When Windows 10 arrives this summer (and Windows Server 2016 next year), Microsoft is going to be making some noticeable changes to how and when it delivers security fixes, hotfixes and rollups.
What can IT pros do now to prepare for the new Windows world order?
Company officials provided some potentially controversial suggestions and guidance during Microsoft's Ignite conference in Chicago. In a session entitled "Getting Ready for Windows 10: Servicing Windows Client and Server in a Managed Environment Today" (Video and slides available here; a good summary from Microsoft Premier Field Engineer Robert Smith is here), Thierry Paquay, a manager on Microsoft's Customer Experience Engineering team, discussed where Microsoft is and where it's going with its patching and updating process.
The reason Paquay's guidance could be considered controversial is Microsoft's current patching track record leaves quite a bit to be desired on the quality front, as more than a few have noted. At Ignite, Microsoft execs said they believe the company's move to require more users to apply Windows patches in sequential order on a regular basis will help improve the current Patch Tuesday approach.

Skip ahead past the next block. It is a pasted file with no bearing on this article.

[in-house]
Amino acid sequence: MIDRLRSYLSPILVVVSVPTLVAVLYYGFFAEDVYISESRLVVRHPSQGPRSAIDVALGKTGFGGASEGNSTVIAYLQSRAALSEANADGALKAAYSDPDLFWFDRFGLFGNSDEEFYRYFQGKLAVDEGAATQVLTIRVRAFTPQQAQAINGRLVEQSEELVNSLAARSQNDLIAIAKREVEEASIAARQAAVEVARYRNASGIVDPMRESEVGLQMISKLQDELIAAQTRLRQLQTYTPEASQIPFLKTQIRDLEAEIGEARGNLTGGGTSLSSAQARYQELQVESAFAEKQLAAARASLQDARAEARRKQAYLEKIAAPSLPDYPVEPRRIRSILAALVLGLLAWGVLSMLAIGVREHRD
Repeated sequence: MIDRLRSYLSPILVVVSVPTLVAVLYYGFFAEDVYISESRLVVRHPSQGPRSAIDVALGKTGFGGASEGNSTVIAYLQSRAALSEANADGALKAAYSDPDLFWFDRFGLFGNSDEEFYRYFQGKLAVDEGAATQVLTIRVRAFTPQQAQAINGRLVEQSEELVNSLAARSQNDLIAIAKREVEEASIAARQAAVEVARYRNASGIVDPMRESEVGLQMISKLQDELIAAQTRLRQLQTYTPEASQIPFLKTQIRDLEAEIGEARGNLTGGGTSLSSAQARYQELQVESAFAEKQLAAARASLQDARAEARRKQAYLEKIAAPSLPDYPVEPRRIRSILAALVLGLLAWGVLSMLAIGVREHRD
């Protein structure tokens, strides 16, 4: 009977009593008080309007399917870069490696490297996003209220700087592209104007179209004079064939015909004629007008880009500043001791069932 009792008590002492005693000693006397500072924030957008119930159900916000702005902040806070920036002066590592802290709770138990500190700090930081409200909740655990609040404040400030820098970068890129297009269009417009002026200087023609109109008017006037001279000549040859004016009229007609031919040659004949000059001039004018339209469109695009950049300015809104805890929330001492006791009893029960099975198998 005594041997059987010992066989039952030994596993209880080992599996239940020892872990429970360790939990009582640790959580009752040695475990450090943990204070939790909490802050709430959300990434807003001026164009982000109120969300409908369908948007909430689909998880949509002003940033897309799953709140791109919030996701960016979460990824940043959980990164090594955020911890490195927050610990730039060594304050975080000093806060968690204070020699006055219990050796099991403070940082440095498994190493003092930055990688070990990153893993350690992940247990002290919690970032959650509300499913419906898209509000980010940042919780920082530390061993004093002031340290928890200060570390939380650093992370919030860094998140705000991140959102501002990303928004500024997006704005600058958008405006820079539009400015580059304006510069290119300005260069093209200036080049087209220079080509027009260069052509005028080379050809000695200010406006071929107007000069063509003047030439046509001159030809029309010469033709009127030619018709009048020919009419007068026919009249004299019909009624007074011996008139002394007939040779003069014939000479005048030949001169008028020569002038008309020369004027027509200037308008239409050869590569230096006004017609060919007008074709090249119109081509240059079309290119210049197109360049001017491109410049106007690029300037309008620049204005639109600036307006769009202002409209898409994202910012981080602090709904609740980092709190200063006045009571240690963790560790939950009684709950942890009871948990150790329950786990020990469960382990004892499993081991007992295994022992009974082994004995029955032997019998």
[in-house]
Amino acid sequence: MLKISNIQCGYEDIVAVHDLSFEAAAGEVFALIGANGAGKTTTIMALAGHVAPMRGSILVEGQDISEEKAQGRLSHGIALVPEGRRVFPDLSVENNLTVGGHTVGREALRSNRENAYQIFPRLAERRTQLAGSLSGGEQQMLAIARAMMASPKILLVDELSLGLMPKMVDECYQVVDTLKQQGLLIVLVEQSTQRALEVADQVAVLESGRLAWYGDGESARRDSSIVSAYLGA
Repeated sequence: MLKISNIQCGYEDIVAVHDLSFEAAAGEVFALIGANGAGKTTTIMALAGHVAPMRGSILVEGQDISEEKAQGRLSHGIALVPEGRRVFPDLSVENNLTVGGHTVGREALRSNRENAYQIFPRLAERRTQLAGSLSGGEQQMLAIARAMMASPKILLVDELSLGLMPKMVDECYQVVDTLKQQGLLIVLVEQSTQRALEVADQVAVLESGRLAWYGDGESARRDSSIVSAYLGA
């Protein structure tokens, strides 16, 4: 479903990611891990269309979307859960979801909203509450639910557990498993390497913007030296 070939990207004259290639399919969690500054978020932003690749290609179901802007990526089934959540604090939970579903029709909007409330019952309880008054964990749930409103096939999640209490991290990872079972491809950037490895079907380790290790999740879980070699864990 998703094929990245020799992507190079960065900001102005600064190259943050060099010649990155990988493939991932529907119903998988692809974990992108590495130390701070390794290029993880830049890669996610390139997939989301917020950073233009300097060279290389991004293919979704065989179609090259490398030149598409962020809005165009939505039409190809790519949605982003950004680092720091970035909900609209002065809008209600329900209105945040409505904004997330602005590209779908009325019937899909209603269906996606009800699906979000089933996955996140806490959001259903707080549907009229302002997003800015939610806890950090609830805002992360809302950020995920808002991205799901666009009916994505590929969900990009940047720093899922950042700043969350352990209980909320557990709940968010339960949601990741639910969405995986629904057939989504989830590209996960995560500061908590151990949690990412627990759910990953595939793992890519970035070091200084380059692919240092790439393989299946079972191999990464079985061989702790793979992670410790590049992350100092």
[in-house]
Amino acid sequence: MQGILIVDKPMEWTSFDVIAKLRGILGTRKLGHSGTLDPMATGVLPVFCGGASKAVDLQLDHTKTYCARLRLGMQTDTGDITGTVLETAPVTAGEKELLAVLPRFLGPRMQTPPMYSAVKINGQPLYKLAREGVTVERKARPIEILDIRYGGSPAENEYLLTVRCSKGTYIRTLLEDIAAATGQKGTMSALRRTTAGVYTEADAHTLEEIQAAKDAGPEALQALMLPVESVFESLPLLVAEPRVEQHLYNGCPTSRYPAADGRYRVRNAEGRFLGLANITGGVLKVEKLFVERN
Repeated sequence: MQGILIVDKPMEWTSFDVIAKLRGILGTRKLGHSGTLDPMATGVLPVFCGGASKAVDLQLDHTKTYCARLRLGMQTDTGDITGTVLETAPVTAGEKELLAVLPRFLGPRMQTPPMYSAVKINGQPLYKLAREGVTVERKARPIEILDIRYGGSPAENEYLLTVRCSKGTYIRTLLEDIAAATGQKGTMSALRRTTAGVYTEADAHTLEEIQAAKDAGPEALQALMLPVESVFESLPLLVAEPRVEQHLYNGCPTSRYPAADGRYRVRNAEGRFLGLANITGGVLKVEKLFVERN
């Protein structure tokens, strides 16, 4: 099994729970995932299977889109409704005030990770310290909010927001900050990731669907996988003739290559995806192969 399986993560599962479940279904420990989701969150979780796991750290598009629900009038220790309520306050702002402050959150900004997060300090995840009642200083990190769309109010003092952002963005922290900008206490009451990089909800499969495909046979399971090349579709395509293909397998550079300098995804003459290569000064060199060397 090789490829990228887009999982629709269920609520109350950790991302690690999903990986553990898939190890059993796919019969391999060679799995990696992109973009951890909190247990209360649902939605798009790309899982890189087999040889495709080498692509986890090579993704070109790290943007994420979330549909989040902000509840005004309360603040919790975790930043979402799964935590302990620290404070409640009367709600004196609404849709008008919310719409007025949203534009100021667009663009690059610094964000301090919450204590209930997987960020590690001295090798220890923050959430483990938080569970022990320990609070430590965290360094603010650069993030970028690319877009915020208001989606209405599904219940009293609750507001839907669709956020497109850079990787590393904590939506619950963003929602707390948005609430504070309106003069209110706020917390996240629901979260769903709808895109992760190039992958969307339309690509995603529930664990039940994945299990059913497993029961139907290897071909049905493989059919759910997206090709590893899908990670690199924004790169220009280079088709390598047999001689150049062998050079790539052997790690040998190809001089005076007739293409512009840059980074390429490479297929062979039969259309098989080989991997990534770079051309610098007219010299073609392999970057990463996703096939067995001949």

Microsoft's track record with security fixes is better than many might expect, Paquay told Ignite attendees. He said in 2014, 87 percent of Windows and IE security updates were successful and didn't require a re-release, a percentage he maintained was quite favorable.